WRIGHT-PATTERSON AIR FORCE BASE — Wright-Patterson Air Force Base has officially been appointed a Bee City USA, becoming the first military instillation in the nation to receive the designation.
“It calls attention to the opportunity for anybody who manages a landscape to make it pollinator-friendly, a refuge for pollinators,” Bee City USA Director Phyllis Stiles said. “For a military base to do it is just awesome, because they have 8,000 acres to work with — just imagine the millions of pollinators that can be foraging on these 8,000 acres.”
“Not only is this military base defending our country, now they’re defending our pollinators,” she added.
Wright-Patterson Air Force Base joins 50 other “bee cities” across the United States, which have committed to take steps toward saving pollinators. The Air Force base includes two hive locations, with multiple bee hives in place within each area. To receive the designation, Wright-Patterson Air Force Base first had to apply and designate a committee of individuals who would serve as the “voices of the pollinators,” Stiles said, and have the base commander sign a resolution which determined that WPAFB is committed to saving pollinators.
It also had to commit to hosting at least one event per year that promotes pollinator awareness, as well as put up signage to display its Bee City USA status in addition to maintain a web page that explains its pollinator-saving actions.
“The most important commitment of all is committing to annually reapplying for certification. With that certification, you do a report on what you’ve accomplished the previous year,” Stiles said. “That report becomes a body of reports that’s open to the public. Each report is designed to inspire other communities to follow suit … We all learn from each other.”
The designation is open to cities, counties and college campuses, who would need to take similar steps in order to become appointed a Bee City USA. If a city were to reach for the designation, the elected body would have to vote and pass the issue, followed by the mayor signing a resolution highlighting the community’s commitment to saving pollinators.
Greene County includes more than 70 parks. The Cities of Fairborn and Beavercreek as well as the Greene County Parks and Trails system each maintain more than 20 parks, respectively. Yellow Springs includes a handful of parks in addition to the three wooded areas within and just outside of the village.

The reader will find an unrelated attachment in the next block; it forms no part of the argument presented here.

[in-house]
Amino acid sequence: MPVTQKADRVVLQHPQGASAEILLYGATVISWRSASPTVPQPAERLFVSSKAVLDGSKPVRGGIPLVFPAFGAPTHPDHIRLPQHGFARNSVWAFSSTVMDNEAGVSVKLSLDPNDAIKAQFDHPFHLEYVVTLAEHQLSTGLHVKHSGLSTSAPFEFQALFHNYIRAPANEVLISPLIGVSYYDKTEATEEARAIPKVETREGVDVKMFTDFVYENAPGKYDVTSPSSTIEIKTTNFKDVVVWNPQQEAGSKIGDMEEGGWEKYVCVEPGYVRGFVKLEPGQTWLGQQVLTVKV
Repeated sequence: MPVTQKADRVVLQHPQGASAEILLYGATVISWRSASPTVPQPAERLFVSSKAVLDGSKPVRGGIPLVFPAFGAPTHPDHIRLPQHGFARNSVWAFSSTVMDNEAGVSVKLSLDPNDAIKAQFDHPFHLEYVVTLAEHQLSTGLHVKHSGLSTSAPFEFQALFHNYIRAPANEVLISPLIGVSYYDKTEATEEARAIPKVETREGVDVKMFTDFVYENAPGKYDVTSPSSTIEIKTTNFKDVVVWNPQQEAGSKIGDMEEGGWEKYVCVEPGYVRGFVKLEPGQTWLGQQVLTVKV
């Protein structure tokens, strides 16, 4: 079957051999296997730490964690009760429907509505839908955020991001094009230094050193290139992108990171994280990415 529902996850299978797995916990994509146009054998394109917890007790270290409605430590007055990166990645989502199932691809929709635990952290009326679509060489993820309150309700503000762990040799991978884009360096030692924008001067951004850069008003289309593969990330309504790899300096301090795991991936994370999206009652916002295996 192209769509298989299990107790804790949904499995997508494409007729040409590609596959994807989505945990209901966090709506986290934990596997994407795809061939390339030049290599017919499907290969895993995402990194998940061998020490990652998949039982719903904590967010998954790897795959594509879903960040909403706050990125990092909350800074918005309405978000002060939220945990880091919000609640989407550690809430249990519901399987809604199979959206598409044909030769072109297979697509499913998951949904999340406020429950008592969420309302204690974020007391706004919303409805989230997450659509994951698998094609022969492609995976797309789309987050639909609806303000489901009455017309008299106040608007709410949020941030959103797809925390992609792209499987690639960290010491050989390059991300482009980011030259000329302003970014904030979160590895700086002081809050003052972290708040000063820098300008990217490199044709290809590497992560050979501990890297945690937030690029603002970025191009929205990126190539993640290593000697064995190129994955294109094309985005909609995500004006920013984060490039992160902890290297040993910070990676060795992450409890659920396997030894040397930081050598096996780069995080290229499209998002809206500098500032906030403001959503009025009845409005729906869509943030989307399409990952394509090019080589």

“For some (communities), they’re just getting started,” Stiles said. “They just had the realization that they need to help the pollinators and that they can help the pollinators — and how vital they are to our food security and sustaining the planet. In Wright-Patterson’s case, they’ve done an awful lot already.”
Local pollinators are additionally receiving love from unexpected places, such as the Fairborn Cement Company, which planted a 30-acre field of wildflowers in 2016 as well as another flower plot over a 10-year-old reclaimed quarry this past spring that is aimed at attracting monarch butterflies. The cement company also maintains two bee hives on the grounds, which are managed by employees.
Beavercreek Council member Brian Jarvis highlighted that his city has also taken steps in recent years toward pollinator sustainability. For example, it opted to keep a 10-acre space as a natural park five years ago instead of sell it to a developer. Beavercreek also includes a piece of land between Shakertown Road, County Line Road, Patterson Road and Interstate-675 with a conservation easement in place. As Beavercreek officials work toward widening Shakertown Road as it nears County Line Road, they must consider that natural space, which has been dedicated to remain green — forever.
“We have to use our resources, but if we can give back and make things sustainable — and we can — we just have to want to,” Trevino said.
Contact Whitney Vickers at 937-502-4532. To find her on Twitter, search for @FDHWhitney.